Clean Start

Dry clean your clothes in this climate startup's vending machine

Startup creates environmentally friendly method of dry cleaning
Startup creates environmentally friendly method of dry cleaning

Dry cleaning is not only costly for consumers, it's costly to the environment as well. Toxic chemicals can disperse into the air and remain on clothing. Its heavy use of plastics around each cleaned garment, as well as transportation of clothes to and from the cleaning facilities, contribute to global warming through carbon emissions.

While some industrial dry cleaners are opting for greener chemicals, others are looking to change the whole business model.

Presso is an Atlanta-based startup that invented what looks like a vending machine for dry cleaning, but its process is a little different.

"We actually invented an entirely new clothing care process from scratch with compostable organic cleaning liquid that we synthesize in our own office with our own engineers, as well as new ways to stretch and press clothes," said Presso CEO Nishant Jain.

First, the user positions a piece of clothing in the Presso machine and then enters information about its fabric and size. The process, however, takes only a few minutes and can cost up to 80% less than traditional dry cleaning, depending on the garment.

Along the way, it consumes seven times less water and three times less electricity than traditional laundry and dry-cleaning services, according to the company. It also eliminates transportation to a cleaning facility. And all that reduces the carbon footprint of the clothing care by 93%, it added.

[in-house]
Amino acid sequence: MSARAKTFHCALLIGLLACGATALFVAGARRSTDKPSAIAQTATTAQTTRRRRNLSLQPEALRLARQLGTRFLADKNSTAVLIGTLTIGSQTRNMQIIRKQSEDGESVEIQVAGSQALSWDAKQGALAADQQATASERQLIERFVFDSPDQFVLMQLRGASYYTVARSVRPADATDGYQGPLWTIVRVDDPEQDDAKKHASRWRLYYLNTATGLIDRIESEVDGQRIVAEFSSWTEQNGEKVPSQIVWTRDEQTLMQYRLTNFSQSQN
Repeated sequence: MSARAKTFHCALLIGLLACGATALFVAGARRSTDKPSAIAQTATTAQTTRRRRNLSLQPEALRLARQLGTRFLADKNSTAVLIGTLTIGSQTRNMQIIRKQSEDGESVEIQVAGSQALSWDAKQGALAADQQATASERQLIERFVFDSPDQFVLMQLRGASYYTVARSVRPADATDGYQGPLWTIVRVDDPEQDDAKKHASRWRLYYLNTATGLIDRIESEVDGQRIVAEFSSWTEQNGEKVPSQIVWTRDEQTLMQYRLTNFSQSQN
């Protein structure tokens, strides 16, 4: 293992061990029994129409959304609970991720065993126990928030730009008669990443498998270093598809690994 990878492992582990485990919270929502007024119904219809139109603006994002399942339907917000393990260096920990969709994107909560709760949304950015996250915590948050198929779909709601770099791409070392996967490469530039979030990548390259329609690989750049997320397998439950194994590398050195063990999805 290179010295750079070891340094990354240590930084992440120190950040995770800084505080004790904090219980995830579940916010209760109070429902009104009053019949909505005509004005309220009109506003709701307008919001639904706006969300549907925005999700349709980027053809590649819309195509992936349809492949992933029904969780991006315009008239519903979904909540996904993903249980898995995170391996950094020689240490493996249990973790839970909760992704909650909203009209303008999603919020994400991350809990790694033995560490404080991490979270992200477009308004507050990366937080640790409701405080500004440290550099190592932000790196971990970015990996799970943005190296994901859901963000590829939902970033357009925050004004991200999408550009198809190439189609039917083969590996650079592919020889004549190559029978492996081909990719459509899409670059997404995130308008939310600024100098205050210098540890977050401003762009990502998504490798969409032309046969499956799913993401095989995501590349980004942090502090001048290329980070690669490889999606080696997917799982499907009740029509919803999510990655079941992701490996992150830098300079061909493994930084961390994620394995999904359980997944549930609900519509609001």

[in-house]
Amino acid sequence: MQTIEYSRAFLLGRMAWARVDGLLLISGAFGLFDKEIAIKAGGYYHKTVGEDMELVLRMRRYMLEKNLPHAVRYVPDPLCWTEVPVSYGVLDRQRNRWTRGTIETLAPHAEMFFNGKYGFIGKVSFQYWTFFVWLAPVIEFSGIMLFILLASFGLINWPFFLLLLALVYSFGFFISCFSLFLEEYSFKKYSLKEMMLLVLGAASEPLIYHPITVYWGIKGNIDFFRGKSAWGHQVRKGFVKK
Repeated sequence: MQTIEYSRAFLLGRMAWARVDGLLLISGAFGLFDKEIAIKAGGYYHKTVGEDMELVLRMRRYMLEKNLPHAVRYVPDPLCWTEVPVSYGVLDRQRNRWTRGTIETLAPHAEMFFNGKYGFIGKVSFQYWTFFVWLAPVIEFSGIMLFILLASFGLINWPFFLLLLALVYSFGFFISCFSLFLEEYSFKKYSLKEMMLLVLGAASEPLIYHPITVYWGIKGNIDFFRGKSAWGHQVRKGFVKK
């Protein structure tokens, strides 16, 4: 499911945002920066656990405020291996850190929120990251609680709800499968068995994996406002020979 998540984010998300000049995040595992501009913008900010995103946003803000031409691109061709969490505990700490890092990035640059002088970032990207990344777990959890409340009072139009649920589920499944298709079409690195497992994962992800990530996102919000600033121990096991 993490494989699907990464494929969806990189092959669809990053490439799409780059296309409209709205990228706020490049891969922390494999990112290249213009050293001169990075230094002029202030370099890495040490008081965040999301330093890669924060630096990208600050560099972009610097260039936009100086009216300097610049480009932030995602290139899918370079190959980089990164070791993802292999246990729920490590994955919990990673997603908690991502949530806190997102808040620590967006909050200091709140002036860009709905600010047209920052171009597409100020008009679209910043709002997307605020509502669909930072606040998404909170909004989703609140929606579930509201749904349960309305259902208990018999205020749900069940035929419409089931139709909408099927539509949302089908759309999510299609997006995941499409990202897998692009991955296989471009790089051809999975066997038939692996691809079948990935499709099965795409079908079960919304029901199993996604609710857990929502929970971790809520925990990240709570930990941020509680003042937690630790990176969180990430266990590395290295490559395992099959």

"There are no hangers that are disposable, there's no disposable plastic bags. None of the process of even doing logistics inside a dry cleaning facility, none of that exists anymore," said Jain.

Presso now has machines in a few boutique hotels and apartment buildings, but it is making a push into the big hotel brands, like IHG. It has machines now at two Holiday Inns and plans to expand to more IHG properties.

Holiday Inn Express franchise owner Dipan Patel said the guest response has been very positive. "Once we get the service to a point where our guests are educated and people are comfortable using the services, I don't see a reason why it won't be in every hotel in the country," Patel said.

Presso doesn't have a lot of competition in the industrial space, but it hopes to bring these machines to consumers at home. There is already some competition in that market, but Jain likens it to the microwave, which moved quickly from restaurants and industrial use to become one of the most popular home appliances.

"In the next five years we expect to be nationwide and start looking into scaling internationally," he added.

Presso is backed by Uncork Capital, Cherubic Ventures, 1517 Fund, AME Cloud Ventures, SOSV's Hax and Pathbreaker Ventures. It has so far raised just under $10 million in funding.

CNBC producer Lisa Rizzolo contributed to this piece.